Florida and Wake Forest have weathered the singularly most disruptive best of three tilt in this year’s super regional round. They’ve been drowned by rain, drowned by more rain, and grown extremely irate in the process. All three of their super regional games have undergone weather delays, a dragging influence on players’ collective psyches as they try to push through a tough super regional.
I’m going to be the first guy to do both, Greene told Evan Barnes of the Los Angeles Daily News. I love being able to hit and win games for the team or get on the mound and just shove it.
That the Padres are on this list isn’t a surprise. They haven’t been known as a shortstop factory over the years, and they’ve struggled mightily in recent seasons. But their commitment to the art of avoiding starting-caliber shortstops is admirable. If you want to provide your own drum roll, here are the best shortstop seasons for the Padres in the last 20 years:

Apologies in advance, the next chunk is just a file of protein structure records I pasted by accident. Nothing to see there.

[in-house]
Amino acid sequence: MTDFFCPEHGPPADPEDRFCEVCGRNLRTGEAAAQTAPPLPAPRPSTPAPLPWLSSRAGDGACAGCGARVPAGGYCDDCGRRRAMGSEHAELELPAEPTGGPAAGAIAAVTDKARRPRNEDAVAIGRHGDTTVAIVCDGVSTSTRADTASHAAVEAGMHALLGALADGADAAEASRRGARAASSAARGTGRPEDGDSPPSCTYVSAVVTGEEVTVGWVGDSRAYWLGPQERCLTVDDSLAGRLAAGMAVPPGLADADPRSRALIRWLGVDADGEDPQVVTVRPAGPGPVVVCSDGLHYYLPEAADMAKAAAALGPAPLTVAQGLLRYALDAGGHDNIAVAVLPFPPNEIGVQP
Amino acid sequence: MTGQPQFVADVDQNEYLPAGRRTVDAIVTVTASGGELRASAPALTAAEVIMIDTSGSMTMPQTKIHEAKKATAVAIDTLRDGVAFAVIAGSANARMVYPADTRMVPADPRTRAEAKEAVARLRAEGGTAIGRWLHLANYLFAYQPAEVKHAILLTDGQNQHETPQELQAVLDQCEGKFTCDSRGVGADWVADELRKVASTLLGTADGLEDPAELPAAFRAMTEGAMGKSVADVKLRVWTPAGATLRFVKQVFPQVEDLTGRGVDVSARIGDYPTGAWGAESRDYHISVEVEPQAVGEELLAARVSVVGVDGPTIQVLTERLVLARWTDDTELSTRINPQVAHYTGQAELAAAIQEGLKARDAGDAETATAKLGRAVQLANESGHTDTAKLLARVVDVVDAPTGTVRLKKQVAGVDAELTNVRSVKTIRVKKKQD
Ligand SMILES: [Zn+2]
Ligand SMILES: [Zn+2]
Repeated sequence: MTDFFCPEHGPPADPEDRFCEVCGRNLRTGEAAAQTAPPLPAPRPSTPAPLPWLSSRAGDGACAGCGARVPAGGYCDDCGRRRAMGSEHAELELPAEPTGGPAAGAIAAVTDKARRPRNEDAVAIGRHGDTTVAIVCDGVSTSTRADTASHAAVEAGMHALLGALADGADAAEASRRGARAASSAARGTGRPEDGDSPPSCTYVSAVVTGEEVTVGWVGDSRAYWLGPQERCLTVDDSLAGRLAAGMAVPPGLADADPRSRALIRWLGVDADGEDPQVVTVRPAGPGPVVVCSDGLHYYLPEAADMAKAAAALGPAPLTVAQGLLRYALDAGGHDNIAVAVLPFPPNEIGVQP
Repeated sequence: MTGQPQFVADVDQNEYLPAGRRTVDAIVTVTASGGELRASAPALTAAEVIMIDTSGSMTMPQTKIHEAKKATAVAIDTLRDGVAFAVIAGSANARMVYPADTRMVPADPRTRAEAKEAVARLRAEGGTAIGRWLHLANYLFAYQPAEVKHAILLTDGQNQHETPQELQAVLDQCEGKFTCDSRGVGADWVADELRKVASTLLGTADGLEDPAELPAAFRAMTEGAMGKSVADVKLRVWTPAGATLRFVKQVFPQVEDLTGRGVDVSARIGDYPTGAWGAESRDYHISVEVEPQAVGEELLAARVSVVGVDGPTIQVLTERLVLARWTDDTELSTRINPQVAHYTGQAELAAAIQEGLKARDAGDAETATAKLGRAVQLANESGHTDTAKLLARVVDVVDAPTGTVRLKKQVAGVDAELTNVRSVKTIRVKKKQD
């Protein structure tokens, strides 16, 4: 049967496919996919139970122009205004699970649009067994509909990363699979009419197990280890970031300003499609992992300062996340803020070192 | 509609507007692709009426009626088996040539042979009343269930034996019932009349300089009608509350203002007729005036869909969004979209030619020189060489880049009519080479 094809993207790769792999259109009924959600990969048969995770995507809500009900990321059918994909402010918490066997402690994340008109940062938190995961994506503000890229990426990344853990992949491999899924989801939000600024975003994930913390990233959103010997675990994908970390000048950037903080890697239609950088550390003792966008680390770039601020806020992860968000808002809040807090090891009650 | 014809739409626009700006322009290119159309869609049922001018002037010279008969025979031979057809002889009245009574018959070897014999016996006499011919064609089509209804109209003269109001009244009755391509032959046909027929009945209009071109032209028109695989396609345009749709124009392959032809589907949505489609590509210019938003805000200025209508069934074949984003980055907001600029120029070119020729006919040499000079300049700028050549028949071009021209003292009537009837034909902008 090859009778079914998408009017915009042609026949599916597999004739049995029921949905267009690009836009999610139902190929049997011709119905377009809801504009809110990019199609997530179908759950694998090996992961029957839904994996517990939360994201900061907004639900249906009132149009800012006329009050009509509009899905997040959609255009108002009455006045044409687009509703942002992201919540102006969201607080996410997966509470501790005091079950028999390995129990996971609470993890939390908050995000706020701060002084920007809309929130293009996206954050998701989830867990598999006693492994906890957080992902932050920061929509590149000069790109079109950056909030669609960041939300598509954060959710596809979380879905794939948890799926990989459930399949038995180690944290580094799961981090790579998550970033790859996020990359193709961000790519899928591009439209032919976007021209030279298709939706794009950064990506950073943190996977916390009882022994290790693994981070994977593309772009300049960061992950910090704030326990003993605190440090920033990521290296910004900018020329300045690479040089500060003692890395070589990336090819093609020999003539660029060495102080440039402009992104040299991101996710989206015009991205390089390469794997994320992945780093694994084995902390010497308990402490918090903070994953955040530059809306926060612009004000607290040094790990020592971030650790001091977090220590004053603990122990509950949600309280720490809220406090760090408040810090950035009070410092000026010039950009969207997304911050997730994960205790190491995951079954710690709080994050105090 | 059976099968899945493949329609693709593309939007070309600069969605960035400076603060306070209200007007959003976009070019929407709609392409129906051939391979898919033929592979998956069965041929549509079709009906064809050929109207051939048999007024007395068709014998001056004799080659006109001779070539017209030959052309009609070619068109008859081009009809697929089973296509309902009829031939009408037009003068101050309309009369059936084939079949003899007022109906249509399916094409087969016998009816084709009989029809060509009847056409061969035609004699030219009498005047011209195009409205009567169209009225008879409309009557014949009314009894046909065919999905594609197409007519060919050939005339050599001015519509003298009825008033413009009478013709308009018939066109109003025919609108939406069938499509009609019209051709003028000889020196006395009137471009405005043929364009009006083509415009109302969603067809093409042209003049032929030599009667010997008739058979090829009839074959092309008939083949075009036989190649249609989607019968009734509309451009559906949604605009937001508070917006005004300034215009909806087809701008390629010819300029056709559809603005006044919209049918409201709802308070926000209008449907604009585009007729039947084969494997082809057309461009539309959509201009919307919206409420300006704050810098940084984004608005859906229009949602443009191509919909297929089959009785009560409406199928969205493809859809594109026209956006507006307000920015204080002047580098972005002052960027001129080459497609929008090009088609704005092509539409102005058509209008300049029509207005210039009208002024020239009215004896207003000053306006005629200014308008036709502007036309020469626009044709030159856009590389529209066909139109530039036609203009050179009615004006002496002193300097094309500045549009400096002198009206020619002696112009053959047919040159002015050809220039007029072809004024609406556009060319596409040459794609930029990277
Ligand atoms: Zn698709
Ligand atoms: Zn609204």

Greene already has 93-98 mph fastball, the pitch earning 70 grades due to the combination of velocity and movement, wrote John Sickels of our Minor League Ball in March. He generates the heat with little effort and given his youth and build, even more velocity is possible as he matures. He already has a plus curveball and commands it better than most pitchers his age. His change-up is not as refined as the first two pitches but should be at least MLB average in time and very possibly plus.
The first overall pick this year was high school shortstop Royce Lewis, who the Twins nabbed to start the draft.